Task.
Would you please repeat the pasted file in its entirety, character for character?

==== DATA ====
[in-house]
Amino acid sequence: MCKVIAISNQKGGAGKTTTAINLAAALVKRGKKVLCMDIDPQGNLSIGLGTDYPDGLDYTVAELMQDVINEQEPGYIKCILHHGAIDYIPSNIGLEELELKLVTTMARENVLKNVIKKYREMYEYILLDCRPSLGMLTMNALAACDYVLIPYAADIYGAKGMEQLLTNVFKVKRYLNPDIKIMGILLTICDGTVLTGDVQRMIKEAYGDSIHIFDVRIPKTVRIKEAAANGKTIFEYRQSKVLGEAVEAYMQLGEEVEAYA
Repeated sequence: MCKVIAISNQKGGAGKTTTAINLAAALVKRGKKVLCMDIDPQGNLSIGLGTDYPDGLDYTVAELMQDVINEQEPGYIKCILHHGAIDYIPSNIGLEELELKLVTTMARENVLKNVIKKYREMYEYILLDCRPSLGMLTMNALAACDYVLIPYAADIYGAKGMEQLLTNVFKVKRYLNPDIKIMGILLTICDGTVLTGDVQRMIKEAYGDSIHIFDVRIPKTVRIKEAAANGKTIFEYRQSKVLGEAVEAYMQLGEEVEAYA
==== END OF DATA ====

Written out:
[in-house]
Amino acid sequence: MCKVIAISNQKGGAGKTTTAINLAAALVKRGKKVLCMDIDPQGNLSIGLGTDYPDGLDYTVAELMQDVINEQEPGYIKCILHHGAIDYIPSNIGLEELELKLVTTMARENVLKNVIKKYREMYEYILLDCRPSLGMLTMNALAACDYVLIPYAADIYGAKGMEQLLTNVFKVKRYLNPDIKIMGILLTICDGTVLTGDVQRMIKEAYGDSIHIFDVRIPKTVRIKEAAANGKTIFEYRQSKVLGEAVEAYMQLGEEVEAYA
Repeated sequence: MCKVIAISNQKGGAGKTTTAINLAAALVKRGKKVLCMDIDPQGNLSIGLGTDYPDGLDYTVAELMQDVINEQEPGYIKCILHHGAIDYIPSNIGLEELELKLVTTMARENVLKNVIKKYREMYEYILLDCRPSLGMLTMNALAACDYVLIPYAADIYGAKGMEQLLTNVFKVKRYLNPDIKIMGILLTICDGTVLTGDVQRMIKEAYGDSIHIFDVRIPKTVRIKEAAANGKTIFEYRQSKVLGEAVEAYMQLGEEVEAYA